Tuesday 19 January 2010
Blue Lights on Rural Appliances.
The RFBAQ strongly believes that Rural Fire Brigade Volunteers who respond to wildfire or road crash rescue on or alongside highways, motorways or major arterial roads should have the option of mounting both red and blue beacons to their appliances.
The switch activating the blue beacon would be separate to that already used for the red beacons, and would only be activated while needed.
The RFBAQ has been advocating for this change, and has been advised by the Commissioner QFRS that the Commissioner QPS is the only person who can grant written permission as per:
Transport Operations (Road Use Management—Vehicle Standards and Safety) Regulation 1999;
Division 19 - 104
(2) A vehicle, other than a police vehicle, must not be fitted with a blue light except with the written permission of the commissioner.
The RFBAQ has also had this reinforced in a letter dated 14/12/2009 from the QPS Commissioners Office where the Commissioner wrote:
“After careful consideration, I then resolved to support the Service’s present position that approval to use red and blue emergency lights will be granted only to primary response vehicles which respond to life and death situations, or situations where an accident is likely to cause death or serious injury to a person or persons.
As you may be aware, blue lights have traditionally been reserved for use by police vehicles; however, over time the use of blue lights have been extended to include Queensland Fire and Rescue Service and Queensland Ambulance Service vehicles for use, in conjunction with red lights, to facilitate their travel in emergency first-response circumstances. Red and blue lights used together have proved effective in both day and night environments. Importantly, the community have become conditioned to the association of red and blue lighting with emergency first-response vehicles and the necessity to afford these vehicle priority travel.”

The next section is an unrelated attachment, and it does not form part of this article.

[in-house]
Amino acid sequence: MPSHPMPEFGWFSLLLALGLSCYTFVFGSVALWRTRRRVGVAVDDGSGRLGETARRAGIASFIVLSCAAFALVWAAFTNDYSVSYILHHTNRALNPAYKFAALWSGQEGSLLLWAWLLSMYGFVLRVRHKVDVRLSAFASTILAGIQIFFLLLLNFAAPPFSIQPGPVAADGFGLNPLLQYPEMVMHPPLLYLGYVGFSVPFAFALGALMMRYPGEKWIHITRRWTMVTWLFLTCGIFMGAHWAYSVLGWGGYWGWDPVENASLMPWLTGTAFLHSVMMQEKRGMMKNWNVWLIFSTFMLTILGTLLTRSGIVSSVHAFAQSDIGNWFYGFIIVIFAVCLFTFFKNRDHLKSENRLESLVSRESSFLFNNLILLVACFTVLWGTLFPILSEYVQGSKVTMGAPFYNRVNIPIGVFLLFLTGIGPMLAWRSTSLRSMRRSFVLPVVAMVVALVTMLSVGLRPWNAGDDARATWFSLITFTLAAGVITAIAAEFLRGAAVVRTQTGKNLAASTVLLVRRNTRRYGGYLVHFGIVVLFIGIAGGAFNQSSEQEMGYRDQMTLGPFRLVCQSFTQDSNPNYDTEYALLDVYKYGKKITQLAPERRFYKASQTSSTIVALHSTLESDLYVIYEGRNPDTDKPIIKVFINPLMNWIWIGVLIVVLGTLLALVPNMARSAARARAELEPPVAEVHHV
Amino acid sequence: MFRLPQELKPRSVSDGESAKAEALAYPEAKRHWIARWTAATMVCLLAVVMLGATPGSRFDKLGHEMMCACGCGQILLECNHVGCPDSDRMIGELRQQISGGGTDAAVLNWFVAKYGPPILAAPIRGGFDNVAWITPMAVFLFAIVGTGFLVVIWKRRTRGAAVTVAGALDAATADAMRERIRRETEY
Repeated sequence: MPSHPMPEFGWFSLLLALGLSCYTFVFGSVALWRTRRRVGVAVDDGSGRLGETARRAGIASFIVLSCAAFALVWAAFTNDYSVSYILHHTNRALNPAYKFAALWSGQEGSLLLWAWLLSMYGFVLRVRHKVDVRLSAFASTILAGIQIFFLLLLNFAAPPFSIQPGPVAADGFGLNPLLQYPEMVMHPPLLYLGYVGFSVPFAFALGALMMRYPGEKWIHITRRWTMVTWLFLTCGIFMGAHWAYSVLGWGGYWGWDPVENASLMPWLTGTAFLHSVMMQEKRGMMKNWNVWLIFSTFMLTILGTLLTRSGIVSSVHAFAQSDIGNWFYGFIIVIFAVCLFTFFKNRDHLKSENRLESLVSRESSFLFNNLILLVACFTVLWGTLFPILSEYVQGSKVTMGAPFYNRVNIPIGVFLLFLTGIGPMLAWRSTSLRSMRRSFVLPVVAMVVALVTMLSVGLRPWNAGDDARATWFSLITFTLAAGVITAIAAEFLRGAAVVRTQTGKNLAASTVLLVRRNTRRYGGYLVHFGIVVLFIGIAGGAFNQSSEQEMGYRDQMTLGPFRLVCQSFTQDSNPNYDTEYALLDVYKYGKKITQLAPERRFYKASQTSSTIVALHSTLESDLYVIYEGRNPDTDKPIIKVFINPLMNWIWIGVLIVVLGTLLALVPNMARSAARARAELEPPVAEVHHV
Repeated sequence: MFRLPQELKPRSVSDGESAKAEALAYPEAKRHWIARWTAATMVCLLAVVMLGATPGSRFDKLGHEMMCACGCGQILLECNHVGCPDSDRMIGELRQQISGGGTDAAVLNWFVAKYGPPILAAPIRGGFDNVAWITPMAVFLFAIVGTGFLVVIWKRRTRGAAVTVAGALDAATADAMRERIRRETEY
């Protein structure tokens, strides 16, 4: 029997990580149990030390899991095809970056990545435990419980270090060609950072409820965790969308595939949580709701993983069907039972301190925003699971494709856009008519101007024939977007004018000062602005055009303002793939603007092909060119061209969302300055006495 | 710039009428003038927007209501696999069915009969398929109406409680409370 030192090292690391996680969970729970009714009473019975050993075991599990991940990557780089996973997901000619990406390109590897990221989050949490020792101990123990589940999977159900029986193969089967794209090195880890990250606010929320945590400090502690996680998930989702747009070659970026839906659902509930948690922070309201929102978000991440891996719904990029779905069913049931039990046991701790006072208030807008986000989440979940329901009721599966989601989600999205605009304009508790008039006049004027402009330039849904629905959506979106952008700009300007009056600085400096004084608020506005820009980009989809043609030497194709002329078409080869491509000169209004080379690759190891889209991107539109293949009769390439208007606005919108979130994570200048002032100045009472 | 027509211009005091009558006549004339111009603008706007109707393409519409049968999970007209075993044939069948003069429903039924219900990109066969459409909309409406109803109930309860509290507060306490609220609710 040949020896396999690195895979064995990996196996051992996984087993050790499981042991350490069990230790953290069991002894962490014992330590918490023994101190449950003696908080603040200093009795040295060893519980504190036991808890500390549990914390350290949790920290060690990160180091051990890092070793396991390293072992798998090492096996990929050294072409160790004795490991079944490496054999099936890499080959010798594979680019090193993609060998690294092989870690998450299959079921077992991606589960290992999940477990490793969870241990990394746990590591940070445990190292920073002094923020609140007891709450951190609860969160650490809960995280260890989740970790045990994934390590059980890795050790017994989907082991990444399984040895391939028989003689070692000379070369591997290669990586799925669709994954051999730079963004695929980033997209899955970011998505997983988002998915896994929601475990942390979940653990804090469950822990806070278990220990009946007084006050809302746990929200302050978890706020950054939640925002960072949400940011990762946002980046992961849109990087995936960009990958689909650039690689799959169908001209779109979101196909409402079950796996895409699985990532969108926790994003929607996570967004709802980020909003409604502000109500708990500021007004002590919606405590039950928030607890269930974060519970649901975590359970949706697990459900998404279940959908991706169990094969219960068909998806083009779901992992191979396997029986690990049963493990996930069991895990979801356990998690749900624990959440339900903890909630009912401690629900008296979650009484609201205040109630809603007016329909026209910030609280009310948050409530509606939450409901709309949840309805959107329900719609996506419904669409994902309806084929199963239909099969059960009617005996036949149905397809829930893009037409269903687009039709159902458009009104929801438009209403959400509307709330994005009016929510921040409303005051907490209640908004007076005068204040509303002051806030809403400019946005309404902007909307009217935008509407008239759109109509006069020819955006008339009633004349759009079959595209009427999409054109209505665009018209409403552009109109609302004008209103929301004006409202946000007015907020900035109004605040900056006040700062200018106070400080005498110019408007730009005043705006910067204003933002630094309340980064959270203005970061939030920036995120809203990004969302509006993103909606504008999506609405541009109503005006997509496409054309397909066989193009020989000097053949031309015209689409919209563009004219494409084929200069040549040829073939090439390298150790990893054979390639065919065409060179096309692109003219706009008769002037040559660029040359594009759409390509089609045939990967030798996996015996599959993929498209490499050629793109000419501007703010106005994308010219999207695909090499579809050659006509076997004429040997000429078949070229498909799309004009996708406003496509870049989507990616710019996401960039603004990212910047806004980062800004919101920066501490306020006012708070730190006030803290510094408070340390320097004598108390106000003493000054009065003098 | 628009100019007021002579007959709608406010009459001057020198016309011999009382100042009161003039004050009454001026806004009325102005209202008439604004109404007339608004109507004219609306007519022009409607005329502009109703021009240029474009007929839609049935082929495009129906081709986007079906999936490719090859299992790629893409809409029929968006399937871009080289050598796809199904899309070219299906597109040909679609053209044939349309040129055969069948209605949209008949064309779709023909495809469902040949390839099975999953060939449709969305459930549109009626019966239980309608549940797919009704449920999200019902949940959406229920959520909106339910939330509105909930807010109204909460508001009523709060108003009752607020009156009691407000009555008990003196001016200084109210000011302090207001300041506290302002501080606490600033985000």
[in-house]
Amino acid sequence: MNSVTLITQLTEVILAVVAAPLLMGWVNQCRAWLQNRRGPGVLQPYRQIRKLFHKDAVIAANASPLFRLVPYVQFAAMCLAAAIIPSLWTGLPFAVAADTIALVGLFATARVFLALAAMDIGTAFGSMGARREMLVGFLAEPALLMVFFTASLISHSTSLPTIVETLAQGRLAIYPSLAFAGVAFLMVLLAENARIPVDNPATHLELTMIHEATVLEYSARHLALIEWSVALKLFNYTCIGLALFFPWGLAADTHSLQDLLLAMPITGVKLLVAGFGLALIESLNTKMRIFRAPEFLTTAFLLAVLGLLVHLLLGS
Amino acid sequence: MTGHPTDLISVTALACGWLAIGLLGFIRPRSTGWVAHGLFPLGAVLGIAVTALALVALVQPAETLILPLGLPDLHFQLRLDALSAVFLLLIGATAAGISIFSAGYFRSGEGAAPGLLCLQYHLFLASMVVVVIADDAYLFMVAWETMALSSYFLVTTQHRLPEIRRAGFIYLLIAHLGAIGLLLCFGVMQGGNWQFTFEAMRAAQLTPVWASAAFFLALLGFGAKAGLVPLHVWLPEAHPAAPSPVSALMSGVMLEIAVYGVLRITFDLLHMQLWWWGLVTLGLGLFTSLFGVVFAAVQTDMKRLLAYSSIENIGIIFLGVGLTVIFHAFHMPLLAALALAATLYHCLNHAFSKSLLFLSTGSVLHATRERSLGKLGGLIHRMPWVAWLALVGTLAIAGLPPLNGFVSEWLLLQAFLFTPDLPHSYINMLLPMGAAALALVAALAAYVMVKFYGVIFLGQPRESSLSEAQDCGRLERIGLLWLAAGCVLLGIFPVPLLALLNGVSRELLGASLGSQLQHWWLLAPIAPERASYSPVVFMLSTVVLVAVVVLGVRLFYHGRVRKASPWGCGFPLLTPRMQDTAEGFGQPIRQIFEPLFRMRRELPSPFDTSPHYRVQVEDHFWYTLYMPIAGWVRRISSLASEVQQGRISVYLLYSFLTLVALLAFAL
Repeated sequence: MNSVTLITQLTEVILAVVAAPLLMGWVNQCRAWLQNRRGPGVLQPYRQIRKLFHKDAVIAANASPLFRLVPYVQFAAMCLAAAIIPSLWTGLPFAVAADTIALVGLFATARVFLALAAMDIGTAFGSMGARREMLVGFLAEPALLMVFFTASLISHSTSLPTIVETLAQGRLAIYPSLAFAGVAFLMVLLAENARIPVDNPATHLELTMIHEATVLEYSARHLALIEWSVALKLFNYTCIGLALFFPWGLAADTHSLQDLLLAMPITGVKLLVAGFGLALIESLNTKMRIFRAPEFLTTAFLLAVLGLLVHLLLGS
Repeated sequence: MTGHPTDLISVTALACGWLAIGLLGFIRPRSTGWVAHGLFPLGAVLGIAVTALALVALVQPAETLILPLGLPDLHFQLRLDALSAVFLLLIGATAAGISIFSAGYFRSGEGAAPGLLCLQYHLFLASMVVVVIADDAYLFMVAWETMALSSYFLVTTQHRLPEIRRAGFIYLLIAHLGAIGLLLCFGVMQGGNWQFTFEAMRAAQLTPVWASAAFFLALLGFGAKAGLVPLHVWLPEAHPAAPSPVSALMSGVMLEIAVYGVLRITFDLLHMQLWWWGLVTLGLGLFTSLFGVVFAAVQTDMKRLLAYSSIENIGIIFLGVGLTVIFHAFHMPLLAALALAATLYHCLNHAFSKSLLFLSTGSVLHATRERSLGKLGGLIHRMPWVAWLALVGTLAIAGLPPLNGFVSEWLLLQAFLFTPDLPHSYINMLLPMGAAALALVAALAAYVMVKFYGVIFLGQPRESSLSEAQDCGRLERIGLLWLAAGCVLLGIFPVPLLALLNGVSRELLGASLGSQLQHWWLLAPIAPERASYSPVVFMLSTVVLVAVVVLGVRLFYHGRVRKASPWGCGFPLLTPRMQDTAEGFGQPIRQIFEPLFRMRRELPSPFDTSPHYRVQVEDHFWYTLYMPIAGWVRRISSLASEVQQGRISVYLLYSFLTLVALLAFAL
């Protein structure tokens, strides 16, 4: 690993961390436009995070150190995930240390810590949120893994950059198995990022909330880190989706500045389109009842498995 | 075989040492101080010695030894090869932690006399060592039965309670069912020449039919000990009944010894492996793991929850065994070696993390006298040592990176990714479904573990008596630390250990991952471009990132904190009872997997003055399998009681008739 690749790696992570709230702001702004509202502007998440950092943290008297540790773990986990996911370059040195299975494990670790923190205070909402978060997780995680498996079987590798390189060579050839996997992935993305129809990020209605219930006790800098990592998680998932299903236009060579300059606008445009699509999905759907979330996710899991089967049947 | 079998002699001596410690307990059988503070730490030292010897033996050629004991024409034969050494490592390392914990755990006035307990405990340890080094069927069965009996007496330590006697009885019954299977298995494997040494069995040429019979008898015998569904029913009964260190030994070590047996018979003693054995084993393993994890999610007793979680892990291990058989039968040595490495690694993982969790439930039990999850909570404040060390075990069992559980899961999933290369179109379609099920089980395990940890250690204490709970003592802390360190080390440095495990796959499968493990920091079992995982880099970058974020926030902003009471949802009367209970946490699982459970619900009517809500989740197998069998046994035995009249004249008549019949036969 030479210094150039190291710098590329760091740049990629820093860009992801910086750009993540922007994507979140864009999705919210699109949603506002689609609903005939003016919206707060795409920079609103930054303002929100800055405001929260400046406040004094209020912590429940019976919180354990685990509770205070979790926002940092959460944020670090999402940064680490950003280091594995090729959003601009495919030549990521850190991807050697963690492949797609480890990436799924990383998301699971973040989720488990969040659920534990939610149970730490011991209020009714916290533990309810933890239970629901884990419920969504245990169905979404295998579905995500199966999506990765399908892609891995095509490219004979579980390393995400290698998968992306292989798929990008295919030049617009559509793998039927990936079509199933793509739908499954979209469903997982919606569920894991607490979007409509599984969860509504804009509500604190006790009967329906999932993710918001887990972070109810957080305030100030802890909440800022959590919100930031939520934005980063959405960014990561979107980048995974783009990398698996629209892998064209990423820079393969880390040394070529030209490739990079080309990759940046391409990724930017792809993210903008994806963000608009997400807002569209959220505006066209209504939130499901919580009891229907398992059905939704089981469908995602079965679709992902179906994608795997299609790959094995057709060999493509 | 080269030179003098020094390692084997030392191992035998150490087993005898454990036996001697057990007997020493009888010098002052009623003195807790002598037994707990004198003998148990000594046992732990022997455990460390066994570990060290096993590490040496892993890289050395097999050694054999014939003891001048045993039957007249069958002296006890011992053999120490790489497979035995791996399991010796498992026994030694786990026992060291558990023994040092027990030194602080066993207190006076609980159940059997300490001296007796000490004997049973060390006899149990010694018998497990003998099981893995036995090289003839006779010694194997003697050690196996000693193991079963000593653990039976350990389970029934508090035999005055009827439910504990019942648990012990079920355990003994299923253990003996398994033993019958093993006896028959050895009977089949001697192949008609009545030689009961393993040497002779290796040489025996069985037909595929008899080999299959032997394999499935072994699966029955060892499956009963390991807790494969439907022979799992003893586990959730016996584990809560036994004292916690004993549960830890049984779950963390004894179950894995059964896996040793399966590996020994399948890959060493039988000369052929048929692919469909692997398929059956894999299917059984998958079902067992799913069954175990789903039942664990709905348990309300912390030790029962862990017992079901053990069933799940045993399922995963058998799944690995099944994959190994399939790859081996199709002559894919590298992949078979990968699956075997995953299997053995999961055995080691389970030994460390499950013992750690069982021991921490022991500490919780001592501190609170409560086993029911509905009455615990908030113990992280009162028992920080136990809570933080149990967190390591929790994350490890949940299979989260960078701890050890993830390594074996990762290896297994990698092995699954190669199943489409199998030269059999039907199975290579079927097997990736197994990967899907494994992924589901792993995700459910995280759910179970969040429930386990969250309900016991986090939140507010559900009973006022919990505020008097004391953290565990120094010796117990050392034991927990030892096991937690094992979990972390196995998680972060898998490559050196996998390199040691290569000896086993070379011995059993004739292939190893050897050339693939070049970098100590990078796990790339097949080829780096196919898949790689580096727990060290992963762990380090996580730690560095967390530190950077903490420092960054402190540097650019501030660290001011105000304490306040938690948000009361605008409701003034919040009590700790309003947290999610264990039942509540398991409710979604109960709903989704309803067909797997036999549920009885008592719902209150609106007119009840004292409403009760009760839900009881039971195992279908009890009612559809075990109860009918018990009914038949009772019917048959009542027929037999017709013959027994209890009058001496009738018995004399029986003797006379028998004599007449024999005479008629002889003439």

As previously stated, the RFBAQ strongly believes that the brigades who are exposed to unsafe workplaces alongside highways, motorways or major arterial roads should be able to activate a blue beacon; for as the Commissioner of Police wrote “situations where an accident is likely to cause death or serious injury to a person or persons.”
Rural Operations (QFRS) have a duty of care to all employees and Volunteers, and this duty of care extends to the provision of a safe workplace.
Now that Rural Operations have been informed by the Commissioner of Police that blue beacons have been identified as a way of preventing serious injury or death, then Rural Operations, under their collective duty of care, must make progress towards implementing this practice.
For many years now, stationary QPS vehicles have been used to ensure the safety of road workers on highways, motorways and major arterial roads. These QPS vehicles are not emergency first-response vehicles needing priority travel but are fulfilling the role of preventing situations where an accident is likely to cause death or serious injury to road workers.
The RFBAQ realises that in many instances, recognised breaches of duty of care are not addressed until an incident forces change; as has happened to road workers.
Bearing this in mind, the RFBAQ recommends that any Rural Fire Brigade in Queensland who believes that red beacons are not providing the highest level of safety for Volunteer fire-fighters and who have need to respond to incidents on highways, motorways or major arterial roads, move to replace one red beacon cover with an opaque (white) beacon cover or add another beacon to the bar above the cab of your appliance. We recommend that this extra beacon be operated on a separate switch, and to add an opaque (white) beacon cover until Rural Operations (QFRS) again make representation to the Police Commissioner outlining the need for blue beacons and of the duty of care that QFRS has as an organisation not just to Urban, Auxiliary and Rural Operations staff; but also to Volunteers.
The RFBAQ believe that all Rural Fire Brigade vehicles are classified as emergency vehicles and therefore come under the exempt vehicle section of the legislation.
An emergency vehicle description is outlined in the Schedule 4 Dictionary of the “Transport Operations (Road Use Management—Vehicle Standards and Safety) Regulation 1999”
This means that it is lawful for these vehicles to have and use both red and white beacons as outlined in Division 19, section 104 of the same Regulation.
Below is the complete: Transport Operations (Road Use Management—Vehicle Standards and Safety) Regulation 1999;